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Ask Ellie: Personality differences don't necessarily doom a marriage

There are differences in personal nature in almost every couple, and it doesn’t have to mean there’s a disaster looming

Dear Ellie: I met my husband online eight years ago. We’d both joined a dating site for people from Eastern Europe.

We were immediately attracted to each other. But I was extra careful because I have a big family here who were going to worry about me and judge him closely.

We talked every week for almost 18 months before he travelled to meet me in person. I was 43 and he was 46. I’d married young, had two daughters and was widowed at 40.

He was also divorced, and had one son, then 25, now working as an engineer. My daughters are now also in their mid-20s and working.

When he arrived here, every one of my relatives visited to scrutinize him, but I finally said: “Stop it. I’m going to marry him!”

It’s been six years now, and we bought a comfortable condominium together. We both say how lucky we are. Even when problems come up, I still love him.

But we’re arguing. He never talks to me about his ex-wife or their marriage and why they divorced. I feel like he’s hiding something he thinks I won’t like. I’ve told him everything about my first marriage.

Our wedding was a joy for me. I met his son who visited a while and found him very likeable. But when he phones, his father insists they talk privately because they have “family business” to discuss, but shares none with me. I discovered that he sends his son money regularly, even though he earns well. I only give my girls presents at Christmas and their birthdays because they’re independent.

My husband found a decent-paying job here. My daughters have come to like him a lot, as have some of my relatives.

My problem is that we’re opposites in one part of our life together: He is closed, I am open. He’s secretive, and gets angry when pushed to answer a question. That makes me worry even more.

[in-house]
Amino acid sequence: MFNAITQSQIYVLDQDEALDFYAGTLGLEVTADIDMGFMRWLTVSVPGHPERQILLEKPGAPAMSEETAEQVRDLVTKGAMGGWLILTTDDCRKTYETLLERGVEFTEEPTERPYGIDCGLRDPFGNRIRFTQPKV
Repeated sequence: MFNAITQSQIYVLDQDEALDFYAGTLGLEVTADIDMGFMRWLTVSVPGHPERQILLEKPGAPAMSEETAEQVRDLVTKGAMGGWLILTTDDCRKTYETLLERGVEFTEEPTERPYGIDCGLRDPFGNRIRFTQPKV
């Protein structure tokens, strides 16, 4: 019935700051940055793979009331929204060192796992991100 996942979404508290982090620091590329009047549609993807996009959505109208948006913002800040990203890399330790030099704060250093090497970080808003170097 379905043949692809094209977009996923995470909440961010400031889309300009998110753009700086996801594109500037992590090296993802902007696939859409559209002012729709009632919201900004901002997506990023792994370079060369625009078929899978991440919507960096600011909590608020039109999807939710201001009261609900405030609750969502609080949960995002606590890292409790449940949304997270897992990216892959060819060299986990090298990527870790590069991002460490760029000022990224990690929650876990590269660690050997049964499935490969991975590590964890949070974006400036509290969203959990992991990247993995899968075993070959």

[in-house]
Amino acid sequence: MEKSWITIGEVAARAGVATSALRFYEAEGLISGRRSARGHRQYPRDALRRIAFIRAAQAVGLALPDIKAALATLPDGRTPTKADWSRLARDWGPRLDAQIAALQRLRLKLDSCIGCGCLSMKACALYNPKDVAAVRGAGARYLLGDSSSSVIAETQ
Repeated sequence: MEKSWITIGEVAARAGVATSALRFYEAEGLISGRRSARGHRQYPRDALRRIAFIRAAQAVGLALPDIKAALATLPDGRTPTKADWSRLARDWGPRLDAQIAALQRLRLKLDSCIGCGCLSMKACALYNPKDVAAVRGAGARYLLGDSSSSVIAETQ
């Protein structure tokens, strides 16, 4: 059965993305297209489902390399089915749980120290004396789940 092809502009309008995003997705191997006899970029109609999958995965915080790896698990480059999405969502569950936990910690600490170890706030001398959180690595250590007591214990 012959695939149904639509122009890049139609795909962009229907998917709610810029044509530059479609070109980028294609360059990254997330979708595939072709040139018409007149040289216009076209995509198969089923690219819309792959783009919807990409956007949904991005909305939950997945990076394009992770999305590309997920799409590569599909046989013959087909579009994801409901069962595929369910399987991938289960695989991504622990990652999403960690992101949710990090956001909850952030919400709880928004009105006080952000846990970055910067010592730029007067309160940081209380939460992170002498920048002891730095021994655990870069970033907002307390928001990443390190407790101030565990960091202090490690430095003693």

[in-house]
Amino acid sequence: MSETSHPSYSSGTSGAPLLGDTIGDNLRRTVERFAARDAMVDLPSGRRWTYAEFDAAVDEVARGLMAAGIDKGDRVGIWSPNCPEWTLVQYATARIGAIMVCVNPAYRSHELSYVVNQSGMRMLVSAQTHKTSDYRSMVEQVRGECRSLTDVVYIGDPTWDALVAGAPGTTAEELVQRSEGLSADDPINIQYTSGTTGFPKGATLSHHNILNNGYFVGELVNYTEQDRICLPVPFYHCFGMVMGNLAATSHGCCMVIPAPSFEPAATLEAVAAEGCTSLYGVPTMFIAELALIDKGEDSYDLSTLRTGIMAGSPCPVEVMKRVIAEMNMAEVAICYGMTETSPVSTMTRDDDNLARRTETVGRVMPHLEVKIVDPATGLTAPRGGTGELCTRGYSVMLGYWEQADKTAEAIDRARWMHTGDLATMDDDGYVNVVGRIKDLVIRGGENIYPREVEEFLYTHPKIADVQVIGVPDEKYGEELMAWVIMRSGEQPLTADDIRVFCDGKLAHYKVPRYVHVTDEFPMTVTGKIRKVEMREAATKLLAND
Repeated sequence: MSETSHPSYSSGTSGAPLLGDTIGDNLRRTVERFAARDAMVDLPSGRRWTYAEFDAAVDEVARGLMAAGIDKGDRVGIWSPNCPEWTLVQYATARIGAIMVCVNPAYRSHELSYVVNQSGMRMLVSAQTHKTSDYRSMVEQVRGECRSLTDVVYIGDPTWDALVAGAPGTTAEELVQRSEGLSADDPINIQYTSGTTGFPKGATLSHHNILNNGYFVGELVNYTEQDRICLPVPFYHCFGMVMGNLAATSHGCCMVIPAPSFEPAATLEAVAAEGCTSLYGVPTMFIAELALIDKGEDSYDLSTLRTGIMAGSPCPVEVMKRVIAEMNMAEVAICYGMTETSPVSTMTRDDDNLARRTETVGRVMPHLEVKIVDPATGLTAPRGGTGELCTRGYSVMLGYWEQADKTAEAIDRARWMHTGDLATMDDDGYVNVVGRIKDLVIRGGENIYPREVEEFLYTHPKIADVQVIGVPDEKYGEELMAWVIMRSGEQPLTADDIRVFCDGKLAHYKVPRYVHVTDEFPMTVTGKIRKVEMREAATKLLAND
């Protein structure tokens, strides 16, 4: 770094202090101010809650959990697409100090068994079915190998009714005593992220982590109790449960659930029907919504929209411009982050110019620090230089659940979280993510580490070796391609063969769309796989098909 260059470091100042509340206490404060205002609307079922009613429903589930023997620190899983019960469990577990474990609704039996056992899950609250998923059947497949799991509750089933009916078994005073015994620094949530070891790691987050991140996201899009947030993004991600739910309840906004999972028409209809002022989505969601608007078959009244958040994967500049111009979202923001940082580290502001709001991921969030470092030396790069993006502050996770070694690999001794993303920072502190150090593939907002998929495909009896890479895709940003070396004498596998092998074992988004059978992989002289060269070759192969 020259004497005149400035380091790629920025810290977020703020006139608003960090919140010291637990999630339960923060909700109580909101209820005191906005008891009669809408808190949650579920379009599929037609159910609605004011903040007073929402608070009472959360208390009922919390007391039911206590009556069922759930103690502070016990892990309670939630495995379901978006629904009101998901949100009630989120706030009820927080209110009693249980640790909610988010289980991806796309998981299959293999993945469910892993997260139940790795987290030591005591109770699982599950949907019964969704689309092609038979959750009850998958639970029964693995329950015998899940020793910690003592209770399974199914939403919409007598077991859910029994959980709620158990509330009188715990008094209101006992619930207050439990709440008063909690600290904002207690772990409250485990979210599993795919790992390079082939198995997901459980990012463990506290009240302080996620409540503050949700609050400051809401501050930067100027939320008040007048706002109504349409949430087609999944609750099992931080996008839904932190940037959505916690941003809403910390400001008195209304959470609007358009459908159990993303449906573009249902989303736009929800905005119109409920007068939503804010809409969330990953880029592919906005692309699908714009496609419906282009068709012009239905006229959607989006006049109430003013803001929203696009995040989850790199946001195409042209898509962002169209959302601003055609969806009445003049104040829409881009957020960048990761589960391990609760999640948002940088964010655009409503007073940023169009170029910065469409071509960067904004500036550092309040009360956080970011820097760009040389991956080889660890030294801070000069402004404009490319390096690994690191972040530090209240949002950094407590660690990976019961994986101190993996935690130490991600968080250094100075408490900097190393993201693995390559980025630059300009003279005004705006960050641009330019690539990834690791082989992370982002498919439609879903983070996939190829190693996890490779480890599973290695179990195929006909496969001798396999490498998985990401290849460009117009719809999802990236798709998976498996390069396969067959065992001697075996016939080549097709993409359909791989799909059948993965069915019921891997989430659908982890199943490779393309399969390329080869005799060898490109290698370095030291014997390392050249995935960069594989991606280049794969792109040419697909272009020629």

I can’t just accept that the man I love has a “private” life that he won’t let me know about. I feel like something bad will happen because of it.

Secrets and Lies?

There are differences in personal nature in almost every couple, and it doesn’t have to mean there’s a disaster looming. But there’s definitely room for adjustment between your two different behaviours when it comes to sharing information.

You need to have that conversation, without accusations. Acknowledge that you had different first-marriage experiences. Ask only one thing about his past that really matters… why he won’t share that information, not what it is. Why? Because he’s a man you love, so you also have to show some trust.

As for sending money to his son, there’s no big problem so long as your husband pays his share of your life together. Maybe it’s his way of having a role in his son’s life, since he chose to move so far away from him. That’s a matter of pride, and he’s entitled to make that choice.

True, he’s not as open as you are, but that’s enmeshed in his DNA, a part of who he is.

If your husband shows you the level of love you feel for him … and if he’s there when you need him … and if your life together is more about being together, sharing a home life, accepting your family as now his, too, then you can stop worrying.

Reader’s commentary: The following is our personal manual on what not to say to parents whose child died by suicide:

“Our son passed away suddenly. He had schizophrenia and had been treated for many years. We’re just managing to cope.

“However, this is what been said to us by family and medical staff: “It must be a big relief for you.”

“Couldn’t you have done more?”

“People asking us for lots of details and insisting on visiting us. Some are telling us to reach out for support services. We are. But we are numb with grief and can’t easily reach out. Nor can we chat right now.

“Others are blaming us for our son’s death. I could go on but that brief summary is just the tip of the iceberg. To what we face/hear publicly.

“Maybe this insight into how devastating all this is, will help other parents and those affected by serious mental health struggles.”

Ellie’s tip of the day

Partners in life don’t have to feel or behave the same way … they just have to show mutual love and trust, to be a good match.

Send relationship questions to ellie@thestar.ca.

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